Getting by with a little help from his friends, Stephen Stills calmed nervous Salt Palace staffers and a convinced a vigorous crowd of 7,500 that concerts can end on a positive note.
The older generation - now parents of the younger generation - and the younger generation - now discovering their parents' long-lost world of love and peace and tie-dyed dreams - stood together, swaying in a 90 minute love-in.And Stephen Stills, playing Pied Piper for both generations, seemed genuinely delighted. He responded by giving his all, though straining at times to catch the high notes. He semi-yelled his opener, "Love The One You're With," but nobody cared. He explained, "Everybody in California has had the same flu about four times." And as promised, Stills and his backup trio certainly did "make do."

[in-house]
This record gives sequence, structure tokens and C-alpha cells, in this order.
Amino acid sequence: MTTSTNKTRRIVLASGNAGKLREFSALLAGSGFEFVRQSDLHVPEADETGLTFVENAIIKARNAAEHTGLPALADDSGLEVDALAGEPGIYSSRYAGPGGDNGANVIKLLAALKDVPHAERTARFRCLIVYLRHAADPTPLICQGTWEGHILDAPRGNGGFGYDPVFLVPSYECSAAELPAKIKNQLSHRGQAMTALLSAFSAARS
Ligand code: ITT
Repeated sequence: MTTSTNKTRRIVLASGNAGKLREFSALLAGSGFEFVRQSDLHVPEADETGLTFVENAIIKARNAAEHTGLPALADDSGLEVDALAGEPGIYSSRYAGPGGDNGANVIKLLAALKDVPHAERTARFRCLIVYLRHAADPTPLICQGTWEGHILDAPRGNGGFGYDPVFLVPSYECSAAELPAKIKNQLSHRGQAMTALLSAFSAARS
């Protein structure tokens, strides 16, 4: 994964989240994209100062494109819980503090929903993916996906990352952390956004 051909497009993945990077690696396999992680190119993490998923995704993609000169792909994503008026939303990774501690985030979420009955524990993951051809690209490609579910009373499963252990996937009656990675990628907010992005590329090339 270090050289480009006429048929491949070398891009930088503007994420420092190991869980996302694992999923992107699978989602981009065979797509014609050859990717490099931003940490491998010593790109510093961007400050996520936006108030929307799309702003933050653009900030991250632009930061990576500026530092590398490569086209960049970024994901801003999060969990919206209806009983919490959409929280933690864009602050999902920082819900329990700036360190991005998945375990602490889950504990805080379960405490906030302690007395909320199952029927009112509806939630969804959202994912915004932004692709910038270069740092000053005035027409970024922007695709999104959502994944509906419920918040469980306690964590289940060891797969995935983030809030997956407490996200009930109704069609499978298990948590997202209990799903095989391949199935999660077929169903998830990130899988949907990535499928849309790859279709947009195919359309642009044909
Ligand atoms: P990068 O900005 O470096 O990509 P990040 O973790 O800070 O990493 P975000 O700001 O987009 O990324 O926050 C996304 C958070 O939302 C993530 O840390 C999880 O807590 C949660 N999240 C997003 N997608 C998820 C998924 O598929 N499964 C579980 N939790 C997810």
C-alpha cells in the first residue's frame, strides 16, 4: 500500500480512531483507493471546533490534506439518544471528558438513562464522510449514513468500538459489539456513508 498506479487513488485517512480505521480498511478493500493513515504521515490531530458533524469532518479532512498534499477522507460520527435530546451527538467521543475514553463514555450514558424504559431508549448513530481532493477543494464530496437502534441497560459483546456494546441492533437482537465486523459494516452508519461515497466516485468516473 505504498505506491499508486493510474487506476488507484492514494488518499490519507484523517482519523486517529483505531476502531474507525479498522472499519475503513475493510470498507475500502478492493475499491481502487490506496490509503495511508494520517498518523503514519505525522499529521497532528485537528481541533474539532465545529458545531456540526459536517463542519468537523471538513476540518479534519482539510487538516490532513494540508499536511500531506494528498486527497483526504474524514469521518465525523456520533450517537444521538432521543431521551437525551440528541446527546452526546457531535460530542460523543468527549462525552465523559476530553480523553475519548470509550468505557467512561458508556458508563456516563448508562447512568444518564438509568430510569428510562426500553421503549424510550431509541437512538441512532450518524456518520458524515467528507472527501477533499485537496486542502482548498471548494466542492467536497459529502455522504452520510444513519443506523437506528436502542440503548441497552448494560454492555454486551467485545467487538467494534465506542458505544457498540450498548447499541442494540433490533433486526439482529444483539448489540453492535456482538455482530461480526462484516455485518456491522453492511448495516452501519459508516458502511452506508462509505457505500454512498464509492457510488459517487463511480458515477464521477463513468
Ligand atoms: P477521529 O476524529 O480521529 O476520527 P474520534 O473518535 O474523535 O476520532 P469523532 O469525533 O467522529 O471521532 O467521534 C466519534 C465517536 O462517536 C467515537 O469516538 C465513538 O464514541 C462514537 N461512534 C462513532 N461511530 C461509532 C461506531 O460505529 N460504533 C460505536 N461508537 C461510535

And yes, Mr. Stills, EVERYONE could understand the songs.
Fans followed every word of the 13-song set; arms raised, fingers bent in peace signs, bodies swaying to a varied slate of mellow oldies and folk-rock anthems.
The evening's bonus was keyboardist Michael Finnegan, who stole the show with his raucous blues piece with the refrain:
Grits ain't groceries,
Eggs ain't poultries,
And Mona Lisa was a man.
Finnegan, a much sought-after West Coast studio musician, has toured with Maria Muldaur, Rod Stewart and the late Jimi Hendrix. His masterful jazz organ jamming and soulful synthesizer, coupled with funky R&B lyrics were crowd favorites.
The night ended all too soon, but the insistent crowd cheered Stills and company back onstage for a memorable double encore of "Southern Cross" and "Woodstock," which Stills said is "a song not about a place, but a state of mind."
Stills' own words were haunting and timely: "We've got to get ourselves back to the garden."